We’ve lived so long under the spell of hierarchy—from god-kings to feudal lords to party bosses—that only recently have we awakened to see not only that “regular” citizens have the capacity for self-governance, but that without their engagement our huge global crises cannot be addressed. The changes needed for human society simply to survive, let alone thrive, are so profound that the only way we will move toward them is if we ourselves, regular citizens, feel meaningful ownership of solutions through direct engagement. Our problems are too big, interrelated, and pervasive to yield to directives from on high.
—Frances Moore Lappé, excerpt from Time for Progressives to Grow Up

Sunday, September 25, 2011

‘Our future is not for sale’: The Chilean Student Movement Against Neoliberalism

Click here to access article by Manuel Larrabure and Carlos Torchia from Socialist Project (Canada).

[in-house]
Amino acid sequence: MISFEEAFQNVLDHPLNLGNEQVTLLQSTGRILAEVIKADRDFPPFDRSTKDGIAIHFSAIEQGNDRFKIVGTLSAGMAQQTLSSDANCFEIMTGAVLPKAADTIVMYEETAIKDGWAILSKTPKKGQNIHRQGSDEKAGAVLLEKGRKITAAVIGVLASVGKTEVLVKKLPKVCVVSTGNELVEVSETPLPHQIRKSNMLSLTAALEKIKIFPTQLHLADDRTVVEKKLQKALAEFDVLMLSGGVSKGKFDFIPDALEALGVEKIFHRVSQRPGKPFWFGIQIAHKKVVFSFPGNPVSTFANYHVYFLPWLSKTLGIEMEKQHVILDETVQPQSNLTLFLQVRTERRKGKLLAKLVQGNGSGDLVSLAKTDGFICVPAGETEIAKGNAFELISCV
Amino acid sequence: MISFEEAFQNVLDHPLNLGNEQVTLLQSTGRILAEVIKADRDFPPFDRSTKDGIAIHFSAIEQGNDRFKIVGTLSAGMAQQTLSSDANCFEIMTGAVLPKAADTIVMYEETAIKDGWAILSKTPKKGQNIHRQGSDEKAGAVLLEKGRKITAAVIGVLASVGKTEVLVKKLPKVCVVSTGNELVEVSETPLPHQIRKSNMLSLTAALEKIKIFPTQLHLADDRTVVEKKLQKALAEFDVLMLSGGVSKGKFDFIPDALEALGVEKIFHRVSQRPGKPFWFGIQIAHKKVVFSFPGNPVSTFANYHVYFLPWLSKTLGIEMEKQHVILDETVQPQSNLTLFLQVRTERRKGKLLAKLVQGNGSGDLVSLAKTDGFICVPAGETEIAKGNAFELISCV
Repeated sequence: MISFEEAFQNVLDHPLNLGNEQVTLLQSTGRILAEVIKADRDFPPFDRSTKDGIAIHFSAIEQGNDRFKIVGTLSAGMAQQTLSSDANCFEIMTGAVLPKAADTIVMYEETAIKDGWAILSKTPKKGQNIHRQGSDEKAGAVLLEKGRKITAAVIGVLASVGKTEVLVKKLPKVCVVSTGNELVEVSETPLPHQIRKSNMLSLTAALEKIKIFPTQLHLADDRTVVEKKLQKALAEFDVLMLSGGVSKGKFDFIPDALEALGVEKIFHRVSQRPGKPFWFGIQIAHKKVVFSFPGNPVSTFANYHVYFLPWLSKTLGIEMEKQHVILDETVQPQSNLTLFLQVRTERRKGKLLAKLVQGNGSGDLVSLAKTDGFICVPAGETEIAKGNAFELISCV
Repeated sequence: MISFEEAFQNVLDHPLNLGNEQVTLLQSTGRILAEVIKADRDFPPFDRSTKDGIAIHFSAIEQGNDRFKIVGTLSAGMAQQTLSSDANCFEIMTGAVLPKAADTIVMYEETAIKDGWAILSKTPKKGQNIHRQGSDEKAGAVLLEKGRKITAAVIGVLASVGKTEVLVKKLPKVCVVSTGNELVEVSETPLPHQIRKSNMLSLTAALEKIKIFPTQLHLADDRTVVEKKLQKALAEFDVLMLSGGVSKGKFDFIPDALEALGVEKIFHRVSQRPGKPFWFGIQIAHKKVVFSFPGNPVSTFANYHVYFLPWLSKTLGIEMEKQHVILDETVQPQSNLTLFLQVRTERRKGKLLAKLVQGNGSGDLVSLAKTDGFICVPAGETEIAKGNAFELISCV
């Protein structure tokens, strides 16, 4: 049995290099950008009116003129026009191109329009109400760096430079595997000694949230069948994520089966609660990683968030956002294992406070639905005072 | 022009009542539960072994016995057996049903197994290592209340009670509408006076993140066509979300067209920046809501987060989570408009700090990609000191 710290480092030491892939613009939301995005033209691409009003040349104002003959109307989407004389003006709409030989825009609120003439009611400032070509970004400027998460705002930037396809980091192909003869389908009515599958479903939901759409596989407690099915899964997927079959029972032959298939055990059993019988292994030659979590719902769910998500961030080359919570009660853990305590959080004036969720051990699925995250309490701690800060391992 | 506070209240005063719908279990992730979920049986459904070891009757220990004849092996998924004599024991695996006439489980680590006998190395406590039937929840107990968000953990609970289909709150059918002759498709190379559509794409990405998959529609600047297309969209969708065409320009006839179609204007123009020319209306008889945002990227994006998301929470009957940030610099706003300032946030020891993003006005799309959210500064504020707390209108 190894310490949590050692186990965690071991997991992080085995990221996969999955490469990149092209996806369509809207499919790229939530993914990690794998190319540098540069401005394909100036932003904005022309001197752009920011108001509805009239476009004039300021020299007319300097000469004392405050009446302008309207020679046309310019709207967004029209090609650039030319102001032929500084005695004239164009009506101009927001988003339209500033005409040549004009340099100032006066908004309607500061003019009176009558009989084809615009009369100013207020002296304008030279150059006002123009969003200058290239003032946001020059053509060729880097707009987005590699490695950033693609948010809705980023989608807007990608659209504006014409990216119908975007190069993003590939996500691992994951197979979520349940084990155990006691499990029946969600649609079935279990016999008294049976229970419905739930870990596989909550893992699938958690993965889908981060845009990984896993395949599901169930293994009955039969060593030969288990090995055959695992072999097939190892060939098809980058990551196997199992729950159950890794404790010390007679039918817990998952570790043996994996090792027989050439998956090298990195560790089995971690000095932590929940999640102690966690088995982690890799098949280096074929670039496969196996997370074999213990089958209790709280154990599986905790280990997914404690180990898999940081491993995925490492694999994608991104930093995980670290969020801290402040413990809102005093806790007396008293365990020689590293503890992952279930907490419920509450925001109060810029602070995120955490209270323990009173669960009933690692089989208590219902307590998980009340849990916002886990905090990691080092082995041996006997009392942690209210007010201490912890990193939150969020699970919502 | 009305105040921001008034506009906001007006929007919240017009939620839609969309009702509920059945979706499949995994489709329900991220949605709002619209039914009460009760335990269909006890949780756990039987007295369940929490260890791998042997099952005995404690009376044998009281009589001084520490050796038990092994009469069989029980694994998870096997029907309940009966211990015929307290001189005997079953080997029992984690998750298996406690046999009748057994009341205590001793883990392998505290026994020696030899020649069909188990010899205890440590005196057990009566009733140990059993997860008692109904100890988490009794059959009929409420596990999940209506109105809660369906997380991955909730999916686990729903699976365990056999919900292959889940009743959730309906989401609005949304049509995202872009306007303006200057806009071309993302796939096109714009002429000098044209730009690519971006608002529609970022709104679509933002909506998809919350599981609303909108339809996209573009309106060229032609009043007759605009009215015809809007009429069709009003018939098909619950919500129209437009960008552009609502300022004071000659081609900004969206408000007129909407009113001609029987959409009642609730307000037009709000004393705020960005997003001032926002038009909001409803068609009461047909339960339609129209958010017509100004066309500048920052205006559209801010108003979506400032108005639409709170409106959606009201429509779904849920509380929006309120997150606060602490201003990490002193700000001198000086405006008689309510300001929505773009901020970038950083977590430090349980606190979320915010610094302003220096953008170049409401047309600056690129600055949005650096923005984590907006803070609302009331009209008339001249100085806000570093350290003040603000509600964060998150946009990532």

As student-led uprisings have been occurring in the streets and squares of London, Madrid, Belfast, Athens and Barcelona, Chilean students are having a major impact in their country and on many activists in other countries in Latin America.
It is clear...that the Chilean student movement has become a major development for the left not only in Chile, but in Latin America as a whole. The students are presenting one of the leading neoliberal administrations in the region with a major political challenge. Crucially, they have managed to do so by building their own power outside of pre-established political institutions. Importantly, the movement has done so without simply avoiding the state, but rather through direct confrontation with it, and with a demand for its transformation and democratization. At a time when the electoral road to social transformation in the region appears blocked, this development holds much potential.
In highly class stratified societies, it is often much easier to see how ruling classes function to keep their power, wealth, and privileges. The writers of this article touch on many of these methods: placate the dissenters by advocacy of ineffective reforms and change of personnel, use of co-optation, infiltration, agent provocateurs, intimidation in the forms of cuts to education, threats of state violence, and finally, direct police violence.

It appears that this student lead movement is countering with some of the most creative and advanced forms of political actions and organization.